Chinese consumers have become more brand loyal, with many unwilling to look outside their consideration set. For apparel purchases, the 61 percent of consumers who stuck to a set list of brands in 2011 rose to 70 percent in 2015.

Value Retail China

Value Retail in China

For brands looking to enter consumers’ list of possible choices, the task is becoming more difficult. It is now harder to sway new potential customers with promotions.

Chinese consumers are still concerned with accruing wealth, but having a happy family is a growing interest. Since 2009, approximately half of respondents have agreed that being successful is hinged on being rich. In the meantime, the relation of a happy family to success has grown from 62 percent to 75 percent in 2015.

While this has an impact on how consumers live their lives, it also extends to the manner in which they shop. Sixty-four percent of consumers consider shopping to be one of the best ways to spend quality time with family.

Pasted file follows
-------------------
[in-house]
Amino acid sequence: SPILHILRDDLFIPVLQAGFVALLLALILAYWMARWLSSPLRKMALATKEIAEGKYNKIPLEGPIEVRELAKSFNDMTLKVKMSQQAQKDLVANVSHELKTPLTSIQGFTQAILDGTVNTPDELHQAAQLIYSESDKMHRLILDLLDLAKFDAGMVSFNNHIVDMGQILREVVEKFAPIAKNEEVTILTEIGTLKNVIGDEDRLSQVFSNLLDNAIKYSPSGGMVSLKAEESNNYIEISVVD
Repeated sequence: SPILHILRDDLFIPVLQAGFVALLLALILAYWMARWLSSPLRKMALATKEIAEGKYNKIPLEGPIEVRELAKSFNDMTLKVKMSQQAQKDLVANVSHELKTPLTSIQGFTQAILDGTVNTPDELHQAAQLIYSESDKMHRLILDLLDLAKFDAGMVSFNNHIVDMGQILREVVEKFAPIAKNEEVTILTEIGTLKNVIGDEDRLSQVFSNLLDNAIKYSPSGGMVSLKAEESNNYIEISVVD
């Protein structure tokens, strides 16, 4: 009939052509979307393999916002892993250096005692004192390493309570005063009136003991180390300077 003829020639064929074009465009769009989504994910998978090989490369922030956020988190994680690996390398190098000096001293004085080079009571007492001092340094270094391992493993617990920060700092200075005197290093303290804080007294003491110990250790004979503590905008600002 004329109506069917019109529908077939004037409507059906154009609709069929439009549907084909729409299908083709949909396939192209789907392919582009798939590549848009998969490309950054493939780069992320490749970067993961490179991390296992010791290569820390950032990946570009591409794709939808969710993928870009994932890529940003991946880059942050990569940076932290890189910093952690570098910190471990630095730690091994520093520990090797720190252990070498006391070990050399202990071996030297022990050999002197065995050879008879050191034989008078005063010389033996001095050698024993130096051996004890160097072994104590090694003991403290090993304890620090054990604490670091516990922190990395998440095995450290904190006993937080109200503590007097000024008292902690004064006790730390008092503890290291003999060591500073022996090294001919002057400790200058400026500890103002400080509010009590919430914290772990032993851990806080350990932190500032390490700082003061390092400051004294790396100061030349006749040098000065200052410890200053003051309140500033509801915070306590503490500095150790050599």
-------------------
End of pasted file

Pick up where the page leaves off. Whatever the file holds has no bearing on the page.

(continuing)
The biggest winners are shopping malls, which attract shoppers away from big box stores with their blend of retail, food and entertainment in one place.

Elements Hong Kong mall

Elements Hong Kong Kouklitas dolls

A desire to spend time with family is also impacting travel plans. Forty-five percent of international trips were taken with relatives in 2015, a growth from 39 percent in 2012.

While away on their average of 1.5 trips a year, Chinese consumers are typically looking to shop. During the holidays, 79 percent went shopping and 29 percent go so far as to select their destinations based on the shopping possibilities at the locale.